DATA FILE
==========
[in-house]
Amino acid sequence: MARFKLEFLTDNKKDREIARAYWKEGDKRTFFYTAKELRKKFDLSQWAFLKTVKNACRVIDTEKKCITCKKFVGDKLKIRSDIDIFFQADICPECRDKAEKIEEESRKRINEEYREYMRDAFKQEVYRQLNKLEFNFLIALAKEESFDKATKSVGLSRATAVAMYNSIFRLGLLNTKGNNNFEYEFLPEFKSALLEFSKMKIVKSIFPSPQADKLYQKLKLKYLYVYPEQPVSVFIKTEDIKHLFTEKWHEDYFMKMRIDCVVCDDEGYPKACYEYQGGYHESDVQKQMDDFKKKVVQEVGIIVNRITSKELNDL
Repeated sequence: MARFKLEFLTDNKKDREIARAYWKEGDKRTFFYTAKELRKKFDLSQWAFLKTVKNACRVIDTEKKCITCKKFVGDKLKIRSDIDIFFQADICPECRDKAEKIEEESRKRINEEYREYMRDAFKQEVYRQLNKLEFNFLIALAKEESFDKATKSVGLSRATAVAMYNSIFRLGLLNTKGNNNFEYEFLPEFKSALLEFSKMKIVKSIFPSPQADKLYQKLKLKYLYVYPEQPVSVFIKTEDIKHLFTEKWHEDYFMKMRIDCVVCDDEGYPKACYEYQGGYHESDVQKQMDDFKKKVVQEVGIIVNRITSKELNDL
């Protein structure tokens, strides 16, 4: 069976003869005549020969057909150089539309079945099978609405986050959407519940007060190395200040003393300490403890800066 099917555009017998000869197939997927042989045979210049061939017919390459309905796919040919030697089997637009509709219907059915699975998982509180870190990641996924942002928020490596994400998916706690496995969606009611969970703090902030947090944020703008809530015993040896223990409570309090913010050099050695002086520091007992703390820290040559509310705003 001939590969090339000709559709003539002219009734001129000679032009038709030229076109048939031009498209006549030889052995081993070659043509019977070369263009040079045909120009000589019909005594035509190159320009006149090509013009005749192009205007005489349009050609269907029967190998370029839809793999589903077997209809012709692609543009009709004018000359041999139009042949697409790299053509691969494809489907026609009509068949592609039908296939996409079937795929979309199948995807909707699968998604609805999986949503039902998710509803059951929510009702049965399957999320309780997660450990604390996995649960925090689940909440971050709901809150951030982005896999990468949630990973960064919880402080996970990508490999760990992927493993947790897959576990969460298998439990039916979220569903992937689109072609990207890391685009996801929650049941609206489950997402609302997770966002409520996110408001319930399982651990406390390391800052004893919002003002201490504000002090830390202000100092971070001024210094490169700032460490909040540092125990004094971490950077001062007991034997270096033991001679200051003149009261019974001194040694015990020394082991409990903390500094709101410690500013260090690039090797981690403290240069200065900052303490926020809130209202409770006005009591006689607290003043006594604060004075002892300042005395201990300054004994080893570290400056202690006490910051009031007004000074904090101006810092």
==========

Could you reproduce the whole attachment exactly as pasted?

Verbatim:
[in-house]
Amino acid sequence: MARFKLEFLTDNKKDREIARAYWKEGDKRTFFYTAKELRKKFDLSQWAFLKTVKNACRVIDTEKKCITCKKFVGDKLKIRSDIDIFFQADICPECRDKAEKIEEESRKRINEEYREYMRDAFKQEVYRQLNKLEFNFLIALAKEESFDKATKSVGLSRATAVAMYNSIFRLGLLNTKGNNNFEYEFLPEFKSALLEFSKMKIVKSIFPSPQADKLYQKLKLKYLYVYPEQPVSVFIKTEDIKHLFTEKWHEDYFMKMRIDCVVCDDEGYPKACYEYQGGYHESDVQKQMDDFKKKVVQEVGIIVNRITSKELNDL
Repeated sequence: MARFKLEFLTDNKKDREIARAYWKEGDKRTFFYTAKELRKKFDLSQWAFLKTVKNACRVIDTEKKCITCKKFVGDKLKIRSDIDIFFQADICPECRDKAEKIEEESRKRINEEYREYMRDAFKQEVYRQLNKLEFNFLIALAKEESFDKATKSVGLSRATAVAMYNSIFRLGLLNTKGNNNFEYEFLPEFKSALLEFSKMKIVKSIFPSPQADKLYQKLKLKYLYVYPEQPVSVFIKTEDIKHLFTEKWHEDYFMKMRIDCVVCDDEGYPKACYEYQGGYHESDVQKQMDDFKKKVVQEVGIIVNRITSKELNDL
């Protein structure tokens, strides 16, 4: 069976003869005549020969057909150089539309079945099978609405986050959407519940007060190395200040003393300490403890800066 099917555009017998000869197939997927042989045979210049061939017919390459309905796919040919030697089997637009509709219907059915699975998982509180870190990641996924942002928020490596994400998916706690496995969606009611969970703090902030947090944020703008809530015993040896223990409570309090913010050099050695002086520091007992703390820290040559509310705003 001939590969090339000709559709003539002219009734001129000679032009038709030229076109048939031009498209006549030889052995081993070659043509019977070369263009040079045909120009000589019909005594035509190159320009006149090509013009005749192009205007005489349009050609269907029967190998370029839809793999589903077997209809012709692609543009009709004018000359041999139009042949697409790299053509691969494809489907026609009509068949592609039908296939996409079937795929979309199948995807909707699968998604609805999986949503039902998710509803059951929510009702049965399957999320309780997660450990604390996995649960925090689940909440971050709901809150951030982005896999990468949630990973960064919880402080996970990508490999760990992927493993947790897959576990969460298998439990039916979220569903992937689109072609990207890391685009996801929650049941609206489950997402609302997770966002409520996110408001319930399982651990406390390391800052004893919002003002201490504000002090830390202000100092971070001024210094490169700032460490909040540092125990004094971490950077001062007991034997270096033991001679200051003149009261019974001194040694015990020394082991409990903390500094709101410690500013260090690039090797981690403290240069200065900052303490926020809130209202409770006005009591006689607290003043006594604060004075002892300042005395201990300054004994080893570290400056202690006490910051009031007004000074904090101006810092």